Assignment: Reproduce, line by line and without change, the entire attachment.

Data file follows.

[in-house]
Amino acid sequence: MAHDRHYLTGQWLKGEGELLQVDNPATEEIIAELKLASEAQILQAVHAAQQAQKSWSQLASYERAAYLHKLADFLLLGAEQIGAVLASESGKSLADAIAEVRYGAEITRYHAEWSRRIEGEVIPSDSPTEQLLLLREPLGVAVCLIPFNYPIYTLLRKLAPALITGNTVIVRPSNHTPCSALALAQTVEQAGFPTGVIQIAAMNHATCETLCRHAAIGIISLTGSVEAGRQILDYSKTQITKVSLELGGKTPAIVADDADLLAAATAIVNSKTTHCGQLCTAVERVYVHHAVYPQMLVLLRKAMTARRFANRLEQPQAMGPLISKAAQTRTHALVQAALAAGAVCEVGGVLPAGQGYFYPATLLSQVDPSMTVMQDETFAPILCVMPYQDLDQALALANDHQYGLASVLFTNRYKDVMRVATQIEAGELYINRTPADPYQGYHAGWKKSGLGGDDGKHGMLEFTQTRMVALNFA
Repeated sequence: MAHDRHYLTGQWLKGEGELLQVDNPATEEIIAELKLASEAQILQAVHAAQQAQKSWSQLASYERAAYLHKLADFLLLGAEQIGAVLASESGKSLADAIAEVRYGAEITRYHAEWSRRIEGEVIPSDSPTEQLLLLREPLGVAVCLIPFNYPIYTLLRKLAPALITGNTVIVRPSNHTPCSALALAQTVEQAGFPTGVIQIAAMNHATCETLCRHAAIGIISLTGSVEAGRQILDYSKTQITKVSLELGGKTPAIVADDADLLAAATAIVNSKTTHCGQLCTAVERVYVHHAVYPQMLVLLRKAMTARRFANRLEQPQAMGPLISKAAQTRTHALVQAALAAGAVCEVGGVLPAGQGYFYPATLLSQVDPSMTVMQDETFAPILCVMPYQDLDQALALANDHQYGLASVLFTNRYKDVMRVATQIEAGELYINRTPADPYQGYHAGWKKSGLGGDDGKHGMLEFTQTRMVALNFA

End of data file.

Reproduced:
[in-house]
Amino acid sequence: MAHDRHYLTGQWLKGEGELLQVDNPATEEIIAELKLASEAQILQAVHAAQQAQKSWSQLASYERAAYLHKLADFLLLGAEQIGAVLASESGKSLADAIAEVRYGAEITRYHAEWSRRIEGEVIPSDSPTEQLLLLREPLGVAVCLIPFNYPIYTLLRKLAPALITGNTVIVRPSNHTPCSALALAQTVEQAGFPTGVIQIAAMNHATCETLCRHAAIGIISLTGSVEAGRQILDYSKTQITKVSLELGGKTPAIVADDADLLAAATAIVNSKTTHCGQLCTAVERVYVHHAVYPQMLVLLRKAMTARRFANRLEQPQAMGPLISKAAQTRTHALVQAALAAGAVCEVGGVLPAGQGYFYPATLLSQVDPSMTVMQDETFAPILCVMPYQDLDQALALANDHQYGLASVLFTNRYKDVMRVATQIEAGELYINRTPADPYQGYHAGWKKSGLGGDDGKHGMLEFTQTRMVALNFA
Repeated sequence: MAHDRHYLTGQWLKGEGELLQVDNPATEEIIAELKLASEAQILQAVHAAQQAQKSWSQLASYERAAYLHKLADFLLLGAEQIGAVLASESGKSLADAIAEVRYGAEITRYHAEWSRRIEGEVIPSDSPTEQLLLLREPLGVAVCLIPFNYPIYTLLRKLAPALITGNTVIVRPSNHTPCSALALAQTVEQAGFPTGVIQIAAMNHATCETLCRHAAIGIISLTGSVEAGRQILDYSKTQITKVSLELGGKTPAIVADDADLLAAATAIVNSKTTHCGQLCTAVERVYVHHAVYPQMLVLLRKAMTARRFANRLEQPQAMGPLISKAAQTRTHALVQAALAAGAVCEVGGVLPAGQGYFYPATLLSQVDPSMTVMQDETFAPILCVMPYQDLDQALALANDHQYGLASVLFTNRYKDVMRVATQIEAGELYINRTPADPYQGYHAGWKKSGLGGDDGKHGMLEFTQTRMVALNFA